“It’s that easy to make a gender-neutral restroom — just by changing a sign,” Ezell said. “If the university doesn’t want to create these just by changing signs, they can build new ones or use ones that are only a few stalls and change it to one person. There are a lot of options.”

Prior to the start of the Senate meeting, many students, alumni and community members sent their comments and concerns about the resolution to Senate.

“I will say that I have heard a lot of negative feedback on social media, and I feel as though 90 percent of this comes from ignorance,” said Secretary Samuel Satterfield, during the discussion of the resolution.

Satterfield cited the anonymous student opinion provided to the senators.

“I blame the SGA for not providing enough information on this topic,” he said. “If you really want fitting opinions, then inform what your full intent is.”

Satterfield said he agreed with the student opinion, saying students do not know what the issue is and that SGA should have done a better job of educating them.

“I cannot vote on this issue because the students on this campus are not educated,” said Senator Jensen Joiner during the discussion, who abstained from voting on the resolution.

Senator Jordan Graham disagreed.

“I believe we have done our part to educate students,” Graham said.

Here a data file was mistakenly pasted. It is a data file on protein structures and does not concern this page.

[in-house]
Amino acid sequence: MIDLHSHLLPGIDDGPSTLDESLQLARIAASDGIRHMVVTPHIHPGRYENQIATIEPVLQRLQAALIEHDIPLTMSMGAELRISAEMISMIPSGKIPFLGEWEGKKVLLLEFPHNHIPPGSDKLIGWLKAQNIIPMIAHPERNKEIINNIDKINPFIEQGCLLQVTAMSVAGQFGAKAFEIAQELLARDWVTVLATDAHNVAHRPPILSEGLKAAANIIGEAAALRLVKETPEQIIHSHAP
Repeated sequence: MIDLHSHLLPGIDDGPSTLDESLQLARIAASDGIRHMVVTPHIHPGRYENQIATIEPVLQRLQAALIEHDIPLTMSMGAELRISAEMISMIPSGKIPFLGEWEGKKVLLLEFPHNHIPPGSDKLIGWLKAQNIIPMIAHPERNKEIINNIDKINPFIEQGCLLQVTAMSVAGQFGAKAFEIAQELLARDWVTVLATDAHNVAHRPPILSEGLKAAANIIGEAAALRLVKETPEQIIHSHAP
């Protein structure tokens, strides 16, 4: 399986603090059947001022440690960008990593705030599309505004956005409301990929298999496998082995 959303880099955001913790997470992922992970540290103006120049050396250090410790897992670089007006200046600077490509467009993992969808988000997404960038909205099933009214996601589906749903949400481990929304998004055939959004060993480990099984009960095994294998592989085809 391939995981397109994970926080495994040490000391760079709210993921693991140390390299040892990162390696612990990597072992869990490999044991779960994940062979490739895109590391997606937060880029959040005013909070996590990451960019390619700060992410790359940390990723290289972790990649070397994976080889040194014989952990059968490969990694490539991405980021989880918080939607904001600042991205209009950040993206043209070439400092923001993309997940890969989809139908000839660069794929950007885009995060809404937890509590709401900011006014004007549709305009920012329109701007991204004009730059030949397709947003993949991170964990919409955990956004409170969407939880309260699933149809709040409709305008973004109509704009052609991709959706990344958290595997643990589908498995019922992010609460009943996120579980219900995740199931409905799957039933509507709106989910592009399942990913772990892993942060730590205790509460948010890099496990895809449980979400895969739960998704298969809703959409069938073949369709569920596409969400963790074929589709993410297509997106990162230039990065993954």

Graham said no matter how much effort SGA put into educating students, some people would always be against the resolution because of their religious and moral beliefs, which is “just sad” because a minority is not just a number, it is people.

Junior Anna Luttrell said she would like to see more information about how many students would benefit from the new restroom options.

Junior Sarai Ingle agreed.

“I would like to see a poll,” Ingle said. “How many of our LGBT students and single parents would feel benefited by family bathrooms?”

Both Luttrell and Ingle said they did not want LGBT students or single parents to feel unwelcomed, but they were concerned if gender-neutral bathrooms would be a good investment for the university, considering UNA has more pressing needs, like parking.

Sophomore Matt Hartman said he has no concerns about gender-neutral bathrooms on campus if it makes people more comfortable while using the restroom. However, he believes the issue should have been better advertised by SGA.

“Students should have been better informed beforehand. Lack of information will lead to more complaints about (the resolution),” Hartman said.

The resolution received support from UNA Student Counseling Services and Equality Alabama, the only statewide LGBT advocacy organization in Alabama.

McCollum said he has some doubts if the resolution will actually solve any problems.

“Personally, I don’t believe this was the right move for UNA. With harassment being the main cause for why it was pushed, my concern is, ‘Does this actually fix the problem or is it more about making a politically correct statement?’” McCollum said.

While harassment of transgender students was the most discussed behind the resolution, it is also designed to help “families with care giving responsibilities, such as the care of children, elders, and individuals with disabilities,” according to the legislation.

Although SGA members will not send the resolution to the board of trustees for a vote, the resolution includes a request for a yearly update from administration regarding progress toward implementing the gender-neutral restrooms.

SGA Adviser and Director of Student Engagement Tyler Thompson said the resolution represents SGA’s official stance on the issue and is “like a record of what they have asked the administration to implement.”